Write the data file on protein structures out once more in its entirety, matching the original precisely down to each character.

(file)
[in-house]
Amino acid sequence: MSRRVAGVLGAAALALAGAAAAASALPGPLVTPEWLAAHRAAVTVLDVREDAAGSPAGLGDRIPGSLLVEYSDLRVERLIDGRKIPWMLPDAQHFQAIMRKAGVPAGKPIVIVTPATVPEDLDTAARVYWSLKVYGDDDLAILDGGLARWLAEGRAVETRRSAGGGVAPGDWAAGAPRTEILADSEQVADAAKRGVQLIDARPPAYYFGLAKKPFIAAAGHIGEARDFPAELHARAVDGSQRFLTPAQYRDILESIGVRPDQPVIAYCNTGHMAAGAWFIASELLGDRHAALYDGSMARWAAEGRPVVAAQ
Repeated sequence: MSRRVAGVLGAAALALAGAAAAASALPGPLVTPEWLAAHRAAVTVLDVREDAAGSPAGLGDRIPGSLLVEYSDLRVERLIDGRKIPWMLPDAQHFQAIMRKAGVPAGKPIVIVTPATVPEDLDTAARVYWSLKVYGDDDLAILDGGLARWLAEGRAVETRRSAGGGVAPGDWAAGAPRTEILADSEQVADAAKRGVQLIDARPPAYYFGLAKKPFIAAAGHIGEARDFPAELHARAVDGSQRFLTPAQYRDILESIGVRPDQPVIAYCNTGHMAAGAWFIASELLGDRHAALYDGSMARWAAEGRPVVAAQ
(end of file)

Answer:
[in-house]
Amino acid sequence: MSRRVAGVLGAAALALAGAAAAASALPGPLVTPEWLAAHRAAVTVLDVREDAAGSPAGLGDRIPGSLLVEYSDLRVERLIDGRKIPWMLPDAQHFQAIMRKAGVPAGKPIVIVTPATVPEDLDTAARVYWSLKVYGDDDLAILDGGLARWLAEGRAVETRRSAGGGVAPGDWAAGAPRTEILADSEQVADAAKRGVQLIDARPPAYYFGLAKKPFIAAAGHIGEARDFPAELHARAVDGSQRFLTPAQYRDILESIGVRPDQPVIAYCNTGHMAAGAWFIASELLGDRHAALYDGSMARWAAEGRPVVAAQ
Repeated sequence: MSRRVAGVLGAAALALAGAAAAASALPGPLVTPEWLAAHRAAVTVLDVREDAAGSPAGLGDRIPGSLLVEYSDLRVERLIDGRKIPWMLPDAQHFQAIMRKAGVPAGKPIVIVTPATVPEDLDTAARVYWSLKVYGDDDLAILDGGLARWLAEGRAVETRRSAGGGVAPGDWAAGAPRTEILADSEQVADAAKRGVQLIDARPPAYYFGLAKKPFIAAAGHIGEARDFPAELHARAVDGSQRFLTPAQYRDILESIGVRPDQPVIAYCNTGHMAAGAWFIASELLGDRHAALYDGSMARWAAEGRPVVAAQ